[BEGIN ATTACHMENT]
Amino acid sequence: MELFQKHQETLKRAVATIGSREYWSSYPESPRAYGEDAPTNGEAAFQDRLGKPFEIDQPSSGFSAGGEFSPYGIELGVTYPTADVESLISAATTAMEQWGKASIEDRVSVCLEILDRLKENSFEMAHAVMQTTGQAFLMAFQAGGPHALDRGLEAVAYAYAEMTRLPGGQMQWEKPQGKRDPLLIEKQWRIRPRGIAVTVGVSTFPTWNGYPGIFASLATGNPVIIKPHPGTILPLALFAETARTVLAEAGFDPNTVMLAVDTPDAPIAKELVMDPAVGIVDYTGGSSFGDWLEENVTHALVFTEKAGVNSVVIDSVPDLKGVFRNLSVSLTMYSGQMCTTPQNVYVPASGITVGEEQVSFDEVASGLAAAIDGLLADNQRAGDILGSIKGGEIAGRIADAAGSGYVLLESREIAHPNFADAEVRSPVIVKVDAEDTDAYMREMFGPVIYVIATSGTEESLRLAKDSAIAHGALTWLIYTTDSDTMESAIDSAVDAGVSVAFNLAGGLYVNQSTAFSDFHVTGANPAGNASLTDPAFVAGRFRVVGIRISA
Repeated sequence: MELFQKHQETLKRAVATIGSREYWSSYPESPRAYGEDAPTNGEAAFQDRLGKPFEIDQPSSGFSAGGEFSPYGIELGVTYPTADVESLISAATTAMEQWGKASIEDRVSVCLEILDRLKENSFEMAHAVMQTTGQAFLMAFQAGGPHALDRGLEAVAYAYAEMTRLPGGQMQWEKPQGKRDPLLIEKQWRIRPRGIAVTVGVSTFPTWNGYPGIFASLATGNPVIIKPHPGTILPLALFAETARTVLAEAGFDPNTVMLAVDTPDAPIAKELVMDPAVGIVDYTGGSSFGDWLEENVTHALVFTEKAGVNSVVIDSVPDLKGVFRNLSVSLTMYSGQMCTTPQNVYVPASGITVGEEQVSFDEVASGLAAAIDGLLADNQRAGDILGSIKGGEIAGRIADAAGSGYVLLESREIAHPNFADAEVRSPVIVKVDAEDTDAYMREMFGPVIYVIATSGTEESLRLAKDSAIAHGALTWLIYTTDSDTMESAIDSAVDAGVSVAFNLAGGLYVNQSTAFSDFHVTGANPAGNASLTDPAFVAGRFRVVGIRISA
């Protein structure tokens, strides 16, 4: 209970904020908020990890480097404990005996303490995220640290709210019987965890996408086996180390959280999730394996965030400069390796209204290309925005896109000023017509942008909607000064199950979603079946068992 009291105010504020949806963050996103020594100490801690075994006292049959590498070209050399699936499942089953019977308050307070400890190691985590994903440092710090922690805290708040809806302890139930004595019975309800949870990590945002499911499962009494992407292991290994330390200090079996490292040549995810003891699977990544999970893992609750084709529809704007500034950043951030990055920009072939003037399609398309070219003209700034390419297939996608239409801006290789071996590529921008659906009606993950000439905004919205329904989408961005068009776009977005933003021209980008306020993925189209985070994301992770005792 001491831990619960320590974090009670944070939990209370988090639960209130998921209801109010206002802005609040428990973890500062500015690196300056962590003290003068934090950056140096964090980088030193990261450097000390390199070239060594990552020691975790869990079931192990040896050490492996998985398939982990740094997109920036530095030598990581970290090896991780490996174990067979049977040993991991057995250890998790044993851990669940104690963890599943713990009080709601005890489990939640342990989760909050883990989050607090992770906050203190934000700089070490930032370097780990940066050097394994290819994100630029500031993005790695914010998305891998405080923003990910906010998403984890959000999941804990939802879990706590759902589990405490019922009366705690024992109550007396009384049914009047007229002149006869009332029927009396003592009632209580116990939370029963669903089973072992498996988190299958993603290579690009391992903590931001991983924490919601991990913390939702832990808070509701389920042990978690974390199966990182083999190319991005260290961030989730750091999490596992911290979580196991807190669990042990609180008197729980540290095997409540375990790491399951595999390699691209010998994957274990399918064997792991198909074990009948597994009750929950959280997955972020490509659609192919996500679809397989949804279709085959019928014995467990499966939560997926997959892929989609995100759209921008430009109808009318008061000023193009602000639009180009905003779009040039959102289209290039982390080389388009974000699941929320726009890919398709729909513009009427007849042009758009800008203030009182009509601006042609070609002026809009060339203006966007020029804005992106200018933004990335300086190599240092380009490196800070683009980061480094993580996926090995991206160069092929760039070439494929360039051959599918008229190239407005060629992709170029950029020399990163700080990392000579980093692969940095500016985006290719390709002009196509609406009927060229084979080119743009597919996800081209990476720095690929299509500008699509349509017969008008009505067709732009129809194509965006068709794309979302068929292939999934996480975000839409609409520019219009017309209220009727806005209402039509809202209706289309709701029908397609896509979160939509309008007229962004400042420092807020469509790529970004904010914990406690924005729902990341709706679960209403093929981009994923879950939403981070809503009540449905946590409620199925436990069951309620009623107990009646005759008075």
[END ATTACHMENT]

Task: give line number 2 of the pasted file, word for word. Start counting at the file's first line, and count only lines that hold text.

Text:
Repeated sequence: MELFQKHQETLKRAVATIGSREYWSSYPESPRAYGEDAPTNGEAAFQDRLGKPFEIDQPSSGFSAGGEFSPYGIELGVTYPTADVESLISAATTAMEQWGKASIEDRVSVCLEILDRLKENSFEMAHAVMQTTGQAFLMAFQAGGPHALDRGLEAVAYAYAEMTRLPGGQMQWEKPQGKRDPLLIEKQWRIRPRGIAVTVGVSTFPTWNGYPGIFASLATGNPVIIKPHPGTILPLALFAETARTVLAEAGFDPNTVMLAVDTPDAPIAKELVMDPAVGIVDYTGGSSFGDWLEENVTHALVFTEKAGVNSVVIDSVPDLKGVFRNLSVSLTMYSGQMCTTPQNVYVPASGITVGEEQVSFDEVASGLAAAIDGLLADNQRAGDILGSIKGGEIAGRIADAAGSGYVLLESREIAHPNFADAEVRSPVIVKVDAEDTDAYMREMFGPVIYVIATSGTEESLRLAKDSAIAHGALTWLIYTTDSDTMESAIDSAVDAGVSVAFNLAGGLYVNQSTAFSDFHVTGANPAGNASLTDPAFVAGRFRVVGIRISA